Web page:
Limitations: The added value of these AI products in clinical practice has yet to be determined.
Funding for this study: No funding was received for this study.
Has your study been approved by an ethics committee? Not applicable
Ethics committee - additional information: The analysis was on anonymised retrospective data.
7 min
Autonomous algorithmic monitoring of a deep-learning chest radiograph AI model using temporal divergences, in a clinical real-world setting
Charlene JY Liew, Singapore / Singapore
Author Block: J. Y. C. J. Liew1, A. Gupta2, A. M. Surve2, V. K. Venugopal2; 1Singapore/SG, 2New Delhi/IN
Purpose: This study aimed to evaluate autonomous monitoring of AI models in a clinical environment by measuring temporal divergence of mathematical probability distributions.
Methods or Background: Daily prediction scores and overall abnormality prediction score of a chest radiograph classification solution (Lunit Insight CXR) were used. There were a total of 11,572 chest radiograph studies analysed over 57 days continuously on an AI platform solution in a real-world clinical setting. Of these, 7,005 studies were classified as abnormal by the AI model. The probability distributions for the abnormal predictions and probability scores for 10 abnormal diagnoses were plotted on a daily basis. Jensen-Shannon divergence was used to measure the similarity between the probability distributions of current day and the previous day in a continuous moving fashion. Daily divergence between the probability distributions against the distribution of a fixed reference was also measured. A threshold of 0.2 for acceptable divergence was used. The studies in days where the threshold was breached were reviewed for any potential errors or misclassification.
Results or Findings: On Day 55, there was a system technical downtime, resulting in fewer cases being processed. This day's divergences were particularly prominent, with Pneumothorax recording 0.723. Excluding day 55, divergence ranged from 0.009-0.329 across findings. Divergence values for such findings were recalibrated against the moving averages of the previous three days.
Conclusion: We introduced an innovative algorithmic system to monitor deep learning AI solution performance using divergence scores. Divergences were detected on days where there were technical downtimes in the AI system. This emphasises the importance of continuous monitoring of AI in clinical applications, to detect various failures of AI models, which may be due to catastrophic algorithmic failure, data bias, model drift or population data drift.
Limitations: No limitations were identified.
Funding for this study: No funding was received for this study.
Has your study been approved by an ethics committee? Yes
Ethics committee - additional information: This study was approved by SingHealth Central Institutional Review Board: 2023/2280.
7 min
A deep learning module for automated detection and reporting of clinically significant lung nodules on low-dose chest CT scans
Veljko Popov, Wenham / United States
Author Block: V. Popov1, J. Afnan1, U. Kalabic2, Z. Li3, D. Chen3, D. Hassan2, D. Radisic2; 1Burlington, MA/US, 2Wenham, MA/US, 3East Lansing, MI/US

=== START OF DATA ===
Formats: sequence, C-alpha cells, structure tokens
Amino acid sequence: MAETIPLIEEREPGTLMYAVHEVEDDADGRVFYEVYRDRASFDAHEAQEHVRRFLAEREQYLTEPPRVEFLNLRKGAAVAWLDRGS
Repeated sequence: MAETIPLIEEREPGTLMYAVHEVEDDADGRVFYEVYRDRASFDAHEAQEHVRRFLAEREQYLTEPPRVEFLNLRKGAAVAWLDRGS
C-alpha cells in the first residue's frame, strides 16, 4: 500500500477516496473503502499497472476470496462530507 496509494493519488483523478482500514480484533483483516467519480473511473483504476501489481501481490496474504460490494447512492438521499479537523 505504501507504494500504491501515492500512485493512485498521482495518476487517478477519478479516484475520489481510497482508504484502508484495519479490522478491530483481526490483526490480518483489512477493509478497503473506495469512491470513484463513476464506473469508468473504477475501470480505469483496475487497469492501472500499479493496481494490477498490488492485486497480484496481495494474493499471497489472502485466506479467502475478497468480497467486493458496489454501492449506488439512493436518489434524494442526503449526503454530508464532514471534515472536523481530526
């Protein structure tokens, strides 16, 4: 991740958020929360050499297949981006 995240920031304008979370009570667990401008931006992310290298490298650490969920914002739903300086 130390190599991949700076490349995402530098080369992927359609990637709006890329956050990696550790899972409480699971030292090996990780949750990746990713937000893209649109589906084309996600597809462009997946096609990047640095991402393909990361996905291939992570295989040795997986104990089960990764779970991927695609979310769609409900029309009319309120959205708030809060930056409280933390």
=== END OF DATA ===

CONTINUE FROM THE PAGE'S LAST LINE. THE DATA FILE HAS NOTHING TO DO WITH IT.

Purpose: Lung cancer remains the leading cause of cancer death worldwide. Multicentre trials (NLST, NELSON) have proven the efficacy of lung cancer screening in high-risk patients using low-dose, non-contrast chest CT scans. A novel Artificial intelligence (AI) module for automated nodule detection and output to the structured report is proposed, to assist with increasing screening rates while maintaining high levels of diagnostic accuracy.
Methods or Background: The nnDetection framework was applied to train a one-stage detector to segment nodules. Predictions from the nodule detector were fed through an efficient mechanism for reducing overlapping bounding boxes and a separate 3D deep convolutional neural network was trained for false positive reduction (FPR).
The model was then trained on the LUNA16 database (800+ LDCT studies). The model was tested on a holdout subset of LUNA16 (89 studies) and the Cornell ELCAP database (40 studies), for nodules 6 mm or greater.
Results or Findings: LUNA16 dataset: The performance of the nnDetection framework results in a recall of 100%, a precision of 77%, and a false negative rate of 0%. Adding the FPR model, the recall remains at 100%, the precision increases to 84%, and the false negative rate is 0%.
ELCAP dataset: For nodules 6 mm or larger, nnDetection with FPR results in a recall of 100%, a precision of 58%, and a false negative rate of 4%.
Conclusion: nnDetection + FPR performs very well in detecting clinically relevant nodules on the LUNA16 dataset. In addition, the model shows the ability to scale across LDCT datasets without fine tuning when applied to the ELCAP Cornell dataset, detecting all nodules 6 mm or greater.
Limitations: An identified limitation was the small datasets.
Funding for this study: Private funding was obtained for this study.
Has your study been approved by an ethics committee? Not applicable
Ethics committee - additional information: Ethics committee approval was not needed as the study used publicly available datasets.